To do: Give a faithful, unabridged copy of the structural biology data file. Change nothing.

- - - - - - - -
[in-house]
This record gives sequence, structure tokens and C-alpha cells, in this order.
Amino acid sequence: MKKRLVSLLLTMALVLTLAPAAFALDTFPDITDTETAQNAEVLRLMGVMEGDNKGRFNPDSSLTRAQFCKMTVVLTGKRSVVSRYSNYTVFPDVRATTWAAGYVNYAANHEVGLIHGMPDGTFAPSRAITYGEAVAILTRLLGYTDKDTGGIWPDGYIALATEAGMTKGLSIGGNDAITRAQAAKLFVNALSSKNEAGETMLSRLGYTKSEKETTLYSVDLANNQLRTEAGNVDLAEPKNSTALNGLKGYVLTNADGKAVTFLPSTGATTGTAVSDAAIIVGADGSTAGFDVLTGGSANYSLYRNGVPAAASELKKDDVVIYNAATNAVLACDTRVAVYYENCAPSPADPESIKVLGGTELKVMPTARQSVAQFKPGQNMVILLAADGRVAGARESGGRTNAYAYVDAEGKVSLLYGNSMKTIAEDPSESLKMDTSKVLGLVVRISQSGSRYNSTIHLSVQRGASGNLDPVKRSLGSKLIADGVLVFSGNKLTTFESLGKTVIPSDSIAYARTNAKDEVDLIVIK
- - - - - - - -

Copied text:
[in-house]
This record gives sequence, structure tokens and C-alpha cells, in this order.
Amino acid sequence: MKKRLVSLLLTMALVLTLAPAAFALDTFPDITDTETAQNAEVLRLMGVMEGDNKGRFNPDSSLTRAQFCKMTVVLTGKRSVVSRYSNYTVFPDVRATTWAAGYVNYAANHEVGLIHGMPDGTFAPSRAITYGEAVAILTRLLGYTDKDTGGIWPDGYIALATEAGMTKGLSIGGNDAITRAQAAKLFVNALSSKNEAGETMLSRLGYTKSEKETTLYSVDLANNQLRTEAGNVDLAEPKNSTALNGLKGYVLTNADGKAVTFLPSTGATTGTAVSDAAIIVGADGSTAGFDVLTGGSANYSLYRNGVPAAASELKKDDVVIYNAATNAVLACDTRVAVYYENCAPSPADPESIKVLGGTELKVMPTARQSVAQFKPGQNMVILLAADGRVAGARESGGRTNAYAYVDAEGKVSLLYGNSMKTIAEDPSESLKMDTSKVLGLVVRISQSGSRYNSTIHLSVQRGASGNLDPVKRSLGSKLIADGVLVFSGNKLTTFESLGKTVIPSDSIAYARTNAKDEVDLIVIK